The fiscal year 2012 appropriations process is well underway in the U.S. House of Representatives, and lawmakers will for the first time have the chance to show taxpayers what the Federal Housing Administration’s loan guarantees really cost—and budget accordingly.
Until now, FHA’s single-family mortgage insurance program, which provides default guarantees to lenders making home mortgages to first-time and lower-income homebuyers, existed in the budgeting equivalent of the fourth dimension. The program provided homeowners with subsidized mortgages—loans with terms better than any private lender would make—but also appeared profitable for the government. That meant that Congress wasn’t required to come up with any funding in an annual appropriation to cover the subsidies taxpayers provide to homeowners through the FHA. The subsidies appeared “free” and lawmakers treated them as such.
The fiscal year 2012 appropriation promises to be different. In April the House passed a budget resolution to govern the fiscal year 2012 appropriations process that could inject a dose of reality and honesty into FHA’s annual cost estimates. The House-passed budget resolution allows the chairman of the budget committee to use a “fair-value” estimate of FHA’s costs (or any loan program for that matter) when enforcing overall appropriations limits rather than the previously-required estimates the Congressional Budget Office would report under the Federal Credit Reform Act of 1990 (FCRA).
It turns out that the “free subsidies” that the FHA has been assumed to be providing under the FCRA scoring are indeed too good to be true. They are an accounting fiction that arises under the Federal Credit Reform Act and therefore shouldn’t be held up as proof that the government brings an inherent efficiency advantage to the business of mortgage finance.
Under accounting rules spelled out in that law, the expected performance of government-backed loans is discounted at risk-free interest rates (i.e. the interest rates on U.S. Treasury securities) instead of rates that reflect the uncertainty of loan performance. That less-than-full accounting of the risks taxpayers bear makes government-backed loans look free even if they provide terms to borrowers well below market rates. A fair-value estimate, on the other hand, discounts expected loan performance based on a loan’s inherent risks and thus provides a cost measure in tune with how taxpayers actually value the risks the government is taking with their money.
In May, the Congressional Budget Office sent House Budget Committee Chairman Paul Ryan (R-WI) a “fair-value” cost estimate of the $233 billion in new loans the FHA’s single-family mortgage insurance program will guarantee in fiscal year 2012. CBO says the loans would cost taxpayers $3.5 billion when valued using fair-value estimates, compared to “earning” $4.4 billion when valued using Federal Credit Reform Rules.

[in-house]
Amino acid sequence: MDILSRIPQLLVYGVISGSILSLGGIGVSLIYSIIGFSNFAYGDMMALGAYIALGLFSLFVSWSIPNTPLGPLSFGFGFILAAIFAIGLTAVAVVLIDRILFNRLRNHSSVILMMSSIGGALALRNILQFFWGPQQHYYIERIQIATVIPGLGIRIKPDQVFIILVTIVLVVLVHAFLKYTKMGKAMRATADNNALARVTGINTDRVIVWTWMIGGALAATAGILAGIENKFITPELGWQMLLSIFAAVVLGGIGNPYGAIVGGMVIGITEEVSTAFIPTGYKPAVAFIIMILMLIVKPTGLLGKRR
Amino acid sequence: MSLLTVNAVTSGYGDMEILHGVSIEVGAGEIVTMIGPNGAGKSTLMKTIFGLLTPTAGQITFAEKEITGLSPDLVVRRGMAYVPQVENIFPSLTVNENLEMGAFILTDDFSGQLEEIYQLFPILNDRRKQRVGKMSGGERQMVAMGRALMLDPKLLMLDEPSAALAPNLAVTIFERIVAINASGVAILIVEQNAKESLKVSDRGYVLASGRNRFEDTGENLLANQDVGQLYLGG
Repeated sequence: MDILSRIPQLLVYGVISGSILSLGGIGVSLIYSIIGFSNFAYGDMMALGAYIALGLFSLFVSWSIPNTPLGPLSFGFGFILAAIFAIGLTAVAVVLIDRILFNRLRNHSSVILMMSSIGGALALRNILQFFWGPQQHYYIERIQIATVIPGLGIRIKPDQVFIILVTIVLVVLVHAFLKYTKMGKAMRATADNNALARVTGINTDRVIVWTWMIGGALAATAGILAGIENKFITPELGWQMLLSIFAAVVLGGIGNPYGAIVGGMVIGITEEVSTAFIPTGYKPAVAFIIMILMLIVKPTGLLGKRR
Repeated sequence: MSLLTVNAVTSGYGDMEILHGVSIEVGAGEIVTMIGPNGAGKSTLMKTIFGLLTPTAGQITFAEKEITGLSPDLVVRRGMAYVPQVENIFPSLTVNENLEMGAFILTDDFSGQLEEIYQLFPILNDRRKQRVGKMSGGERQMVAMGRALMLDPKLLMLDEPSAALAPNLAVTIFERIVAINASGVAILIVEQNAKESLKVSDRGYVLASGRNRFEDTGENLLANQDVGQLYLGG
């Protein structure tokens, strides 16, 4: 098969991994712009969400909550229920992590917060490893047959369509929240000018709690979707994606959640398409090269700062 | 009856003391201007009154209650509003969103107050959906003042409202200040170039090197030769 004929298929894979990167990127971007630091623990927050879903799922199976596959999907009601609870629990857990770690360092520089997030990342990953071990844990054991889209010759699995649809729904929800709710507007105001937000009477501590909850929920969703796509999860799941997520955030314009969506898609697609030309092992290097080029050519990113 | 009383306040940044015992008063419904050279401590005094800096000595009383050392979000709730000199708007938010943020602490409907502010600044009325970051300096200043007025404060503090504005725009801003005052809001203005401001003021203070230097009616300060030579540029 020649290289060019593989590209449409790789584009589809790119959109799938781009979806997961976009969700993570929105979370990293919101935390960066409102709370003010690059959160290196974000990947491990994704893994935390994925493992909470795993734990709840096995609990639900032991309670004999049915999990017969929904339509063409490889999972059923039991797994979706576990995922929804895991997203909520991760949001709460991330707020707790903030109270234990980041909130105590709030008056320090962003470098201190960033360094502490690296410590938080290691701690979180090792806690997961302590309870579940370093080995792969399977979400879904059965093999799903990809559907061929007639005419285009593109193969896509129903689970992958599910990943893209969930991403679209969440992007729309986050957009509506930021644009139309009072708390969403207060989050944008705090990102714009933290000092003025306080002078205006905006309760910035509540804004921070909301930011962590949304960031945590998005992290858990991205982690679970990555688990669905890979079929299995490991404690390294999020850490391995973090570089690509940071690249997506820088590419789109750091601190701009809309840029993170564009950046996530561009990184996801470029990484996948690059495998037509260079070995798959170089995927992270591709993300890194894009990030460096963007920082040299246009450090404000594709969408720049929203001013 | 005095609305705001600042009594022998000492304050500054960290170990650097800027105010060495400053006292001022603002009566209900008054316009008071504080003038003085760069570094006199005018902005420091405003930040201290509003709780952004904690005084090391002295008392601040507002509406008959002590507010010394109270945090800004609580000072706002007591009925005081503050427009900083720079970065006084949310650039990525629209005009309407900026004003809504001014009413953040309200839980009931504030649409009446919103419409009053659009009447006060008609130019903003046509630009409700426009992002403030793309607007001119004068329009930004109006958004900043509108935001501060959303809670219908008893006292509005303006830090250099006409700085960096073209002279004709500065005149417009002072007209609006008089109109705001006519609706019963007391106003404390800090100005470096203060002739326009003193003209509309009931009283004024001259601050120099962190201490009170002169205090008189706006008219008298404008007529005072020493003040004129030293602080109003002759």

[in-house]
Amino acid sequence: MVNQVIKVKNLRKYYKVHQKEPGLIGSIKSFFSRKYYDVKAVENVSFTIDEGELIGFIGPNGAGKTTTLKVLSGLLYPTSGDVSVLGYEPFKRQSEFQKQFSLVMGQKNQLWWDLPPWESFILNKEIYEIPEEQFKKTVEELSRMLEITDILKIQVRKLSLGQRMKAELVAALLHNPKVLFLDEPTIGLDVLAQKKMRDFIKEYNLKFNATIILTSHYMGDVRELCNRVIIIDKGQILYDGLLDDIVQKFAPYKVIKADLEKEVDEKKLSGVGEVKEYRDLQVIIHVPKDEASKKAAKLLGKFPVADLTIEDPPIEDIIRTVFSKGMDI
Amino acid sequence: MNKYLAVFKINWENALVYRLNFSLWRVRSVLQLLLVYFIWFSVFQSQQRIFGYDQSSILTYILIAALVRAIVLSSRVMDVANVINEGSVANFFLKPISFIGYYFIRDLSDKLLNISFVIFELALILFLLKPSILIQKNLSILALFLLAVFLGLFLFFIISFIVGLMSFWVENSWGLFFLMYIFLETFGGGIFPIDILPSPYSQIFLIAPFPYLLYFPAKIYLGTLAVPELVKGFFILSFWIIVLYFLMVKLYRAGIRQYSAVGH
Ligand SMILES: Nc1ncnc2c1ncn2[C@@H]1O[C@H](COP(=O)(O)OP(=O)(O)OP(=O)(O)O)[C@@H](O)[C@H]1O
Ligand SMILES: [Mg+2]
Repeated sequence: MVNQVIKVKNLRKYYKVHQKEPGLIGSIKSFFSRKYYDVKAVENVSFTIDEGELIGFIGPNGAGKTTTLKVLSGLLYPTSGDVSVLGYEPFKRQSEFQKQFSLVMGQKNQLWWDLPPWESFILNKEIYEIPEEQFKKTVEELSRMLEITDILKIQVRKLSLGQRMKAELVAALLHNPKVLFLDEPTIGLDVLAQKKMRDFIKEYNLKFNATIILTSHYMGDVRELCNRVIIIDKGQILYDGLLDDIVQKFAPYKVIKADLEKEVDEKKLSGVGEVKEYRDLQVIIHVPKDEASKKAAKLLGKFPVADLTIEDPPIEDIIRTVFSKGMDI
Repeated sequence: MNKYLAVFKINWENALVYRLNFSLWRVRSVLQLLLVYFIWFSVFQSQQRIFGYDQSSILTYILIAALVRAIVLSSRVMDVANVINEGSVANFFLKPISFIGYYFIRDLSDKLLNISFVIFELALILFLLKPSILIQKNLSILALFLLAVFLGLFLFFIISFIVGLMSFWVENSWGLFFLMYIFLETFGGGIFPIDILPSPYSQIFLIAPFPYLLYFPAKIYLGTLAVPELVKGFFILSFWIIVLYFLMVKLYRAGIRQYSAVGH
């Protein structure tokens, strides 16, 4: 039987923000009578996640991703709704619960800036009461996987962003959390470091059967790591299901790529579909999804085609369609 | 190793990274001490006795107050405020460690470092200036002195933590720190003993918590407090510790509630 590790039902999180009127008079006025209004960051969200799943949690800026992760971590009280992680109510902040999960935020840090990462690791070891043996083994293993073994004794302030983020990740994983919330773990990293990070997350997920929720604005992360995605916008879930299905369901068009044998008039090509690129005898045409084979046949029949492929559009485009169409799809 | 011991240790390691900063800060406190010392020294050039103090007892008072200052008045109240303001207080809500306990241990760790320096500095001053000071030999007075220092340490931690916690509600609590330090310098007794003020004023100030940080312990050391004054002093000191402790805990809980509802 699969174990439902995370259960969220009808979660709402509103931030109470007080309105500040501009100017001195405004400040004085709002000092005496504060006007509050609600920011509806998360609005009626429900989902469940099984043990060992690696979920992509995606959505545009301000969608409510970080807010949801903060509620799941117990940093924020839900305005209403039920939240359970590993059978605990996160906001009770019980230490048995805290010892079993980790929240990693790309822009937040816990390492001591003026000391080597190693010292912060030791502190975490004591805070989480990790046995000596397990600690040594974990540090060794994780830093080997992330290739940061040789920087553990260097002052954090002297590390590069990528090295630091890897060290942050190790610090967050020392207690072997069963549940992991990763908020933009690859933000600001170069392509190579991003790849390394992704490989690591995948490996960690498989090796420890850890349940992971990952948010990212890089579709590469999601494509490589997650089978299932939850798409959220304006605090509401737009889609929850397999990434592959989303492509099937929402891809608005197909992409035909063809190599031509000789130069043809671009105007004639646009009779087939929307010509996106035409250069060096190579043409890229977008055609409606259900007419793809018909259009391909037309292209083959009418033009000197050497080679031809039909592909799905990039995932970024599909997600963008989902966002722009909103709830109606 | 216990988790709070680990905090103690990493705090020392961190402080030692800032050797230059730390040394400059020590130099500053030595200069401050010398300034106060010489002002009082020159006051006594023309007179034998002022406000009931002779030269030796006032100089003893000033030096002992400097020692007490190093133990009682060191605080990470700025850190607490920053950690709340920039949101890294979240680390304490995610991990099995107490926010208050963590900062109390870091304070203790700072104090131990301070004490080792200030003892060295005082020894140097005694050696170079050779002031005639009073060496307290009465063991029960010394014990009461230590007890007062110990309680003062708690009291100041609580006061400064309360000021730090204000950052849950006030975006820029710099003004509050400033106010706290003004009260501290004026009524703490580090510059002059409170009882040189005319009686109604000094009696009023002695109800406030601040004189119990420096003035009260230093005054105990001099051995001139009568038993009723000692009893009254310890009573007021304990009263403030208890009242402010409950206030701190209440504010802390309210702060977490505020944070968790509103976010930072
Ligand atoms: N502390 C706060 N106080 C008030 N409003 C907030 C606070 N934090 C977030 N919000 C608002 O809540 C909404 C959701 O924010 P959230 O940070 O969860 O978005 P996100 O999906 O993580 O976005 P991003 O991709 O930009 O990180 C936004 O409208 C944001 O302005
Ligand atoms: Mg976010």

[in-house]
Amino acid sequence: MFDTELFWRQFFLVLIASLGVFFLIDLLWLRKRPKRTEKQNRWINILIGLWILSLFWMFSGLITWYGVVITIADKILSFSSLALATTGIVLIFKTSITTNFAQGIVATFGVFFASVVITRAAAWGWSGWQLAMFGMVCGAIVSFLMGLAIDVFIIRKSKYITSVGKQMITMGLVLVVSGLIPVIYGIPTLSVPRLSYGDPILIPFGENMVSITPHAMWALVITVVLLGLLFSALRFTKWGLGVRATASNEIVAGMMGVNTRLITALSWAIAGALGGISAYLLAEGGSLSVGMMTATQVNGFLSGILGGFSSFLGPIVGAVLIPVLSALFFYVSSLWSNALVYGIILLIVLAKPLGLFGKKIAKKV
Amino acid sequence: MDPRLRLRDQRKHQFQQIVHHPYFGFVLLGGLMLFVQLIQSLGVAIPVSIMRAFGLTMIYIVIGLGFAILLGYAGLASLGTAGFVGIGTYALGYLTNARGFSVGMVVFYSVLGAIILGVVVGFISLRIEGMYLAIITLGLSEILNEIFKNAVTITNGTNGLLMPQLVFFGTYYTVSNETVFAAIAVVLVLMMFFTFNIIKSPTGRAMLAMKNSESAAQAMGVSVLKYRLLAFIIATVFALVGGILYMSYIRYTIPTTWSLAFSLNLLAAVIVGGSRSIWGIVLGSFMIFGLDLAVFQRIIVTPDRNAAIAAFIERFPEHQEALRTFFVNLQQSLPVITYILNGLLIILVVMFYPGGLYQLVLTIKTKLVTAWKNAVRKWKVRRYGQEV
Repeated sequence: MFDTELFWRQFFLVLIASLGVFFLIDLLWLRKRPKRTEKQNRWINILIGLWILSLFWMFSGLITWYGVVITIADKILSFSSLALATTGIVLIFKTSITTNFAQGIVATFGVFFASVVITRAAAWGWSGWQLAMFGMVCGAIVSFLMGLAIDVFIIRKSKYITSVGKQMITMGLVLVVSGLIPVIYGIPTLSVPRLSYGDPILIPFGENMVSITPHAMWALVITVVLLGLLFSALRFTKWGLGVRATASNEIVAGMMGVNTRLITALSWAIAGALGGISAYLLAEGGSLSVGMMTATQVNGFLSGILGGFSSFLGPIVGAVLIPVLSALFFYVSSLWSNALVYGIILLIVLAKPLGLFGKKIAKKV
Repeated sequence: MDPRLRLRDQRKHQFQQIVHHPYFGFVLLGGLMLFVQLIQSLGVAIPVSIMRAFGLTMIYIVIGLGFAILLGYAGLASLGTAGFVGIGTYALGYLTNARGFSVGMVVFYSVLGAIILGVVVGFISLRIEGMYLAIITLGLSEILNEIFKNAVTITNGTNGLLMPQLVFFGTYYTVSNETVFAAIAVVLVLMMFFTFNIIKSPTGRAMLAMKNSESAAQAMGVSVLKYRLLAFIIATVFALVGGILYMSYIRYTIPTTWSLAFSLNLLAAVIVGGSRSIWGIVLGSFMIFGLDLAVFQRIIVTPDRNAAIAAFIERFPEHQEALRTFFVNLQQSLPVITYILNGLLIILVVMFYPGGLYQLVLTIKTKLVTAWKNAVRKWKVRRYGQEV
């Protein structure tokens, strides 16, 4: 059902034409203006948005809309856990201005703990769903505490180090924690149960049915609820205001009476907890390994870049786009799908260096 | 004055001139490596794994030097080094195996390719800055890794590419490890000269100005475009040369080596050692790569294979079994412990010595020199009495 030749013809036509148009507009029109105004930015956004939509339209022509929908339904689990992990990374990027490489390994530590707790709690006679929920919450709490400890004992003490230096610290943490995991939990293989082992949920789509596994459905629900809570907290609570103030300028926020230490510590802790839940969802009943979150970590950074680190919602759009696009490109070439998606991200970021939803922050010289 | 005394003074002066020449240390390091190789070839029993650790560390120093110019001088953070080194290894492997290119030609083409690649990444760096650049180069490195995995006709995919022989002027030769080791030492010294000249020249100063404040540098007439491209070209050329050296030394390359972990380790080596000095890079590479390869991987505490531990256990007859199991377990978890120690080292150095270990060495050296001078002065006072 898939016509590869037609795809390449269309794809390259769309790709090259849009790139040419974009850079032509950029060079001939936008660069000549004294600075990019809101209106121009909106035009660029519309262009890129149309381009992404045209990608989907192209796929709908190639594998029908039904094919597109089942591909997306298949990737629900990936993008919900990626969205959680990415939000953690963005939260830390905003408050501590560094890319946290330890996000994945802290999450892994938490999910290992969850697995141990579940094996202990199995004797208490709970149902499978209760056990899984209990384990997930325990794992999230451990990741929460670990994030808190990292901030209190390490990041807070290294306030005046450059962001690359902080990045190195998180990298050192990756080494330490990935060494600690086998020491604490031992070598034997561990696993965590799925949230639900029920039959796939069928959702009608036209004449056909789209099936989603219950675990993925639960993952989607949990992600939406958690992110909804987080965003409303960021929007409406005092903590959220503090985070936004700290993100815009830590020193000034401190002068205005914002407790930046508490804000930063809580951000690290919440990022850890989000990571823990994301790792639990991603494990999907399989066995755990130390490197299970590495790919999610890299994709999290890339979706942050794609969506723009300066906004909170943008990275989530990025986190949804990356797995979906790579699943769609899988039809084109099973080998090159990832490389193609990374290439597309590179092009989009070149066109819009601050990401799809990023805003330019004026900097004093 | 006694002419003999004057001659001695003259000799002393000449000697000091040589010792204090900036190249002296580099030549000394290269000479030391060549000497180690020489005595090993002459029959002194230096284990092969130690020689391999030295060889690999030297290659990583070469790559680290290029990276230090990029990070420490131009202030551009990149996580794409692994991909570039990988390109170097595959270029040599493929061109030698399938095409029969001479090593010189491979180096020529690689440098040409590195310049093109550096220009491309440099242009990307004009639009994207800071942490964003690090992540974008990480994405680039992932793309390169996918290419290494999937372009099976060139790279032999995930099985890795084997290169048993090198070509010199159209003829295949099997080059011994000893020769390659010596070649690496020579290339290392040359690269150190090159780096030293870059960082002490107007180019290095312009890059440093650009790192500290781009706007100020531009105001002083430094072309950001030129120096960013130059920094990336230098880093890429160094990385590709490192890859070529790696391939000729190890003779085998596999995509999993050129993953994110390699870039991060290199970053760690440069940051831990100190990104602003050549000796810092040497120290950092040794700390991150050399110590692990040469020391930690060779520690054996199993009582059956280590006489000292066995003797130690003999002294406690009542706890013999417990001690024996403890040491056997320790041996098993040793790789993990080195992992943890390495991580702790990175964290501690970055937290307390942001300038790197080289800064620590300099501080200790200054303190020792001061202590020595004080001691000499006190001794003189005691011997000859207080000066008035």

The estimate is well-timed to influence the FHA’s fiscal year 2012 appropriation. Under the new “fair-value” rule in this year’s House-passed budget resolution Chairman Ryan has the discretion to insist that the $3.5 billion cost of FHA subsidies be covered in the appropriations cap for the first time.
The FHA falls within the jurisdiction of the Transportation, Housing and Urban Development appropriations bill, and the House isn’t expected to vote on the fiscal year 2012 version of the bill until later this summer. In fact, the House Appropriations Committee hasn’t released a draft yet.
The House-passed budget resolution effectively limits spending on that bill to $47.7 billion and it’s up to the budget committee to enforce that limit. That gives Chairman Ryan and other members of the budget committee leverage to ensure the Transportation, Housing and Urban Development appropriations bill includes $3.5 billion for the FHA’s single-family mortgage insurance program—the fair-value cost of the program’s new mortgage guarantees for fiscal year 2012. Chairman Ryan can declare ahead of time that if the House Appropriations Committee assumes the FHA program “earns” $4.4 billion (the Federal Credit Reform Act estimate) in order to keep spending on the Transportation, Housing and Urban Development appropriations bill within the limit of $47.7 billion, then he will rule that the bill in fact exceeds the spending cap by $7.9 billion (the difference between the two estimates for FHA loan guarantees).
Of course, if the appropriations committee ignores the fair-value estimate for FHA mortgage guarantees, it would be slap in the face to Chairman Ryan and could lead to a showdown among Republicans over the appropriations process. Worse yet, it would make a mockery of the fiscal responsibility and spending limits that House Republicans have pledged to support.